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Covid-19 reproductive rate has increased slightly, but remains suppressed

Health Minister Simon Harris told the Dail modelling data suggests that the reproductive rate is now between 0.4 and 0.7


Minister for health Simon Harris (Oireachtas TV)

Minister for health Simon Harris (Oireachtas TV)

Minister for health Simon Harris (Oireachtas TV)

The reproductive rate for Covid-19 has increased slightly for the first time in several weeks, the Health Minister has said.

Simon Harris said the main measuring tools indicated the reproduction number – the number of people an infected person infects – was now between 0.4 and 0.7.

In recent weeks, it has been stable at between 0.5 and 0.6.


(PA Graphics)

(PA Graphics)

Press Association Images

(PA Graphics)

Mr Harris told the Dail the rate of transmission of the virus has increased slightly.

He said: “I can confirm that our modelling work has shown a slight potential increase in the R rate. It suggests that the R number stands around 0.4 and 0.7. This is a key metric and we need to keep the reproduction number below one.

“While we may have seen a slight increase in the R number, it still remains below one and we are still as a country suppressing the growth of the virus.”

Earlier, Taoiseach Leo Varadakar told the Dail that the Government has made proposals to the National Public Health Emergency Team (NPHET) to bring forward the easing of some restrictions.

He said: “We have made proposals to the chief medical officer (Tony Holohan) and NPHET about bringing things forward from (phases) four and three and three and two.

“NPHET is considering the proposals and Government will make a decision on that on Friday morning and inform the public of the decision on Friday afternoon.”

Cabinet will meet tomorrow to decide whether it is safe to move to phase two next week.

Mr Harris warned against speeding up the road map too quickly, adding. “After so many weeks of hardship and sacrifice, I am conscious that we have a strong wish to leave this virus behind and move to better times. I’m also conscious of the reality we live in.

“While the progress we have made has allowed us to re-open the country, we must absolutely remain cautious and clear sighted about where we are.

“We have successfully interrupted the transmission of this disease but it has not gone away – it has not be eliminated and it is still here and still with us.”

In other developments on Thursday, Mr Varadkar  said the pandemic unemployment payment will be extended for months, not weeks.

The 350-euro weekly payment was introduced in March and was due to expire in June.

The payment will be extended, but the amount paid to part-time workers will be cut.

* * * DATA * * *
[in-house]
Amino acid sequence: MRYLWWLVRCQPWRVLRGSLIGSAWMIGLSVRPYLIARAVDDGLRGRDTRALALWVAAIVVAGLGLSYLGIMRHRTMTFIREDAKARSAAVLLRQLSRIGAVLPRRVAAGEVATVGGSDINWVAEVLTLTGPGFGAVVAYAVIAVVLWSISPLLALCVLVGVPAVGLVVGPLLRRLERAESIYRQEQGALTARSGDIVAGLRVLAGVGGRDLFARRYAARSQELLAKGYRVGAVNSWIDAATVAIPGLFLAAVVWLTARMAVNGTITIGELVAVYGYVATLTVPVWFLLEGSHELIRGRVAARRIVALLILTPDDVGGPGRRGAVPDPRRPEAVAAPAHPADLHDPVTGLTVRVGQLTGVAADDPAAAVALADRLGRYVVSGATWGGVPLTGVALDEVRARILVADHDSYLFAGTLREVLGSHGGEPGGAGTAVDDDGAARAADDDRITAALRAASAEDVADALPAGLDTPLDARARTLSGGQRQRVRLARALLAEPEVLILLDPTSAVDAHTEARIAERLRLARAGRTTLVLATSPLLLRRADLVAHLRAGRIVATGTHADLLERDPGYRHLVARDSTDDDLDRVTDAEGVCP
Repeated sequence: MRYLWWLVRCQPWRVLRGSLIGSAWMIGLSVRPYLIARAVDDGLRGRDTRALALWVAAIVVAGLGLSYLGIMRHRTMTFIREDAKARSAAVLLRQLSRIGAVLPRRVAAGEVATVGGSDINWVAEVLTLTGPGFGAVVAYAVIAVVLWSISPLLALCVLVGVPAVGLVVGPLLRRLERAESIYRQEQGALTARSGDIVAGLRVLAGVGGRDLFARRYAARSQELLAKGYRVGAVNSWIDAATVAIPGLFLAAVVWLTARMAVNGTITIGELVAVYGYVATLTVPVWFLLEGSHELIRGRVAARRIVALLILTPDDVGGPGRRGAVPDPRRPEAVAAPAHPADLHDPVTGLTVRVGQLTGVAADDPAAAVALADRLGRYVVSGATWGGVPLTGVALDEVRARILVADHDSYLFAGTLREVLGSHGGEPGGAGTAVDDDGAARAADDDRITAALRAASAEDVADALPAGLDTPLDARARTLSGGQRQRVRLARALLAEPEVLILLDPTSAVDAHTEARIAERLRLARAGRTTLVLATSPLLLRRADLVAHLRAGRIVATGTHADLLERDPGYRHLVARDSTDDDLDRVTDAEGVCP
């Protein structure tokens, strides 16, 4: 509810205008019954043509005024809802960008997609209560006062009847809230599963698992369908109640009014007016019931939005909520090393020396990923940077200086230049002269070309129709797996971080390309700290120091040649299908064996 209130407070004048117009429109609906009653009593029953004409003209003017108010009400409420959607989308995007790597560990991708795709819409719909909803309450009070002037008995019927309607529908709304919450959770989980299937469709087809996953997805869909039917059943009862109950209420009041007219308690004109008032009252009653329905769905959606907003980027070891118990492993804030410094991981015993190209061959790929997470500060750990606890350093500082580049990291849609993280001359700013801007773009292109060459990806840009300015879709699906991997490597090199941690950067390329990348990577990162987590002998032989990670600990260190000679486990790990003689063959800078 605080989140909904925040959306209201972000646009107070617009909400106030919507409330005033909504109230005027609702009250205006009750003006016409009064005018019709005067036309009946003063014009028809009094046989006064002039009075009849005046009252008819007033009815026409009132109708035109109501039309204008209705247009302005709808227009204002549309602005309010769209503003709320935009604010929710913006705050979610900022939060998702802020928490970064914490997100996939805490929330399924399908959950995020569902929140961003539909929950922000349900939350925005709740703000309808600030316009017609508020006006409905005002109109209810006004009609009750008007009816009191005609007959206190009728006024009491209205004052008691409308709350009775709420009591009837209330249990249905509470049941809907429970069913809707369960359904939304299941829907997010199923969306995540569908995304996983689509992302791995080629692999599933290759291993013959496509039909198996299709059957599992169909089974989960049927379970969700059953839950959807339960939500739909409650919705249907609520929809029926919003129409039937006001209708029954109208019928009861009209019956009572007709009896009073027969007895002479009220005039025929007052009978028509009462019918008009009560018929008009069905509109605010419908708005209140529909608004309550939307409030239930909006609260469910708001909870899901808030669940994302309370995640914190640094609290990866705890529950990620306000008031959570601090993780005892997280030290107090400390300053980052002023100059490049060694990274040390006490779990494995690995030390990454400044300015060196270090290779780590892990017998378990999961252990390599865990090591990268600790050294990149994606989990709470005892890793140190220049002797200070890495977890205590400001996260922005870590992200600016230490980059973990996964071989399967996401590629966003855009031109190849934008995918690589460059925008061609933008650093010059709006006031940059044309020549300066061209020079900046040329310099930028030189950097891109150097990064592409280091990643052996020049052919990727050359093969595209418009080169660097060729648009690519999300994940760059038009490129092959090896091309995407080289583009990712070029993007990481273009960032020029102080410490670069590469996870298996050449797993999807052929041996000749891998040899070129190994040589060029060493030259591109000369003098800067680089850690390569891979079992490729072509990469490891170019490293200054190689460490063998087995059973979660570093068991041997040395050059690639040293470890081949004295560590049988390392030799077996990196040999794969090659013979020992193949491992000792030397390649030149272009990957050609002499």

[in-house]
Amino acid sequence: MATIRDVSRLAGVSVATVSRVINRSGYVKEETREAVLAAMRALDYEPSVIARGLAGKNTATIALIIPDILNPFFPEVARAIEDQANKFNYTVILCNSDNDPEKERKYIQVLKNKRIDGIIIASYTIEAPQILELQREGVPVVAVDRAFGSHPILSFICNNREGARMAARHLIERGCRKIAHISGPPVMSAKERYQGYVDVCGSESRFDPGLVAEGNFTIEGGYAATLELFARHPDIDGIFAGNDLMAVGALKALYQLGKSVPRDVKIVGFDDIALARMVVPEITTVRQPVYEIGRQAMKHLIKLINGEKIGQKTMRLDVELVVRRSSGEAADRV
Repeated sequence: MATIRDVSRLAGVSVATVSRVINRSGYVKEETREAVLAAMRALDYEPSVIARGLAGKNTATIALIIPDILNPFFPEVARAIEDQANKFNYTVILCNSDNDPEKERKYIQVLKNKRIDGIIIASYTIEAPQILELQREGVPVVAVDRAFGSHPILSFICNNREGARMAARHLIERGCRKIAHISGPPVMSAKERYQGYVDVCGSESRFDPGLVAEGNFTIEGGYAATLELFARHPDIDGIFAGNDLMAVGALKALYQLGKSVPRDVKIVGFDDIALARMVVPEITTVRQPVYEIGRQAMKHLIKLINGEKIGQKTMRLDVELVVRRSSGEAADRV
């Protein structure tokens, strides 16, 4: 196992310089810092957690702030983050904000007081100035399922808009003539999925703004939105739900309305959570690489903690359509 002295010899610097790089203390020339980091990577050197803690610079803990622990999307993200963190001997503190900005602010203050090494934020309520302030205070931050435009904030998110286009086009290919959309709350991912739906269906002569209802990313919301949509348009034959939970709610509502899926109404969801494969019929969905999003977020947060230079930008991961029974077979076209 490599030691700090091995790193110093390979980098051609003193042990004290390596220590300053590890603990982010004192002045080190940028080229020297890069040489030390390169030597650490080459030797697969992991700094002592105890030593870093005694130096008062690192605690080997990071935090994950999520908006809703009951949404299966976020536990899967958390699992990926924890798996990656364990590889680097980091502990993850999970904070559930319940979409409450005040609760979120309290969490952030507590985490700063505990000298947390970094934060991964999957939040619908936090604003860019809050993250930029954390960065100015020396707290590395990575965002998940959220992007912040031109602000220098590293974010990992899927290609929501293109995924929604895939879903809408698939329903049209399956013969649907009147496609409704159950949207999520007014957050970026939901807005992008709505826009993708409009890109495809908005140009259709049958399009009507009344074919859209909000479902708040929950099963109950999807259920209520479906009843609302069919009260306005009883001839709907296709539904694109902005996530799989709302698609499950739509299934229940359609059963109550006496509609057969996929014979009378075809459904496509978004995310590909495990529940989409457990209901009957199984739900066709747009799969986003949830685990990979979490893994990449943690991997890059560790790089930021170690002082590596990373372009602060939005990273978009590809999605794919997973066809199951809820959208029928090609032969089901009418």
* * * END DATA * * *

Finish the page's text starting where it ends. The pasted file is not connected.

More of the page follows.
He said: “It will be extended for months, not weeks.

“No-one who is working full time before the pandemic will see their unemployment payment cut, it will stay at 350 euro a week for those working full-time before the pandemic hit.

“Some people who were working part-time will see their payment reduced but their weekly payment will still be more that what they were earning on a weekly basis before the pandemic hit.”

He said he hopes non-essential air travel can resume between Ireland and other countries, but it would be weeks away.

Mr Varadkar said: “I hope that as the world returns to a new normality, we will see international air travel resume between air bridges with countries that have suppressed the virus to the similar extent as us.

“With air bridges we can lift travel requirements if people are flying to or from another country where the virus has been successfully suppressed.

“This however is some weeks away and it is far too soon for anyone to book their holiday, but summer is not yet lost.”

Meanwhile, Fianna Fail leader Micheal Martin has accused the Government of “settling into a quite rigid” approach to deciding on changes and steps in the road map.

He also said that some people in communities are breaking restrictions.

“There is simply no doubt that compliance is fraying – and the biggest problem with this is that it is highly divisive,” he told the Dail.

“The majority continue to fully respect the guidelines and the tension between those who ignore the guidelines and those who feel a threat to their health cannot be ignored.

“The spirit of being in this together can only be protected if we get everyone back on the same agenda.

“While we cannot be guided only by practice in other countries – it falls to our Government to explain when the policies we are pursuing differ significantly from those in place in other countries.

“We are currently in the absurd situation where it is easier for an Irish person to plan a holiday in much of Europe than it is to plan one here.”

Ireland’s coronavirus death toll rose to 1,659 on Wednesday, after a further three fatalities were announced.

There were 47 new confirmed cases of Covid-19, bringing the total since the outbreak began to 25,111.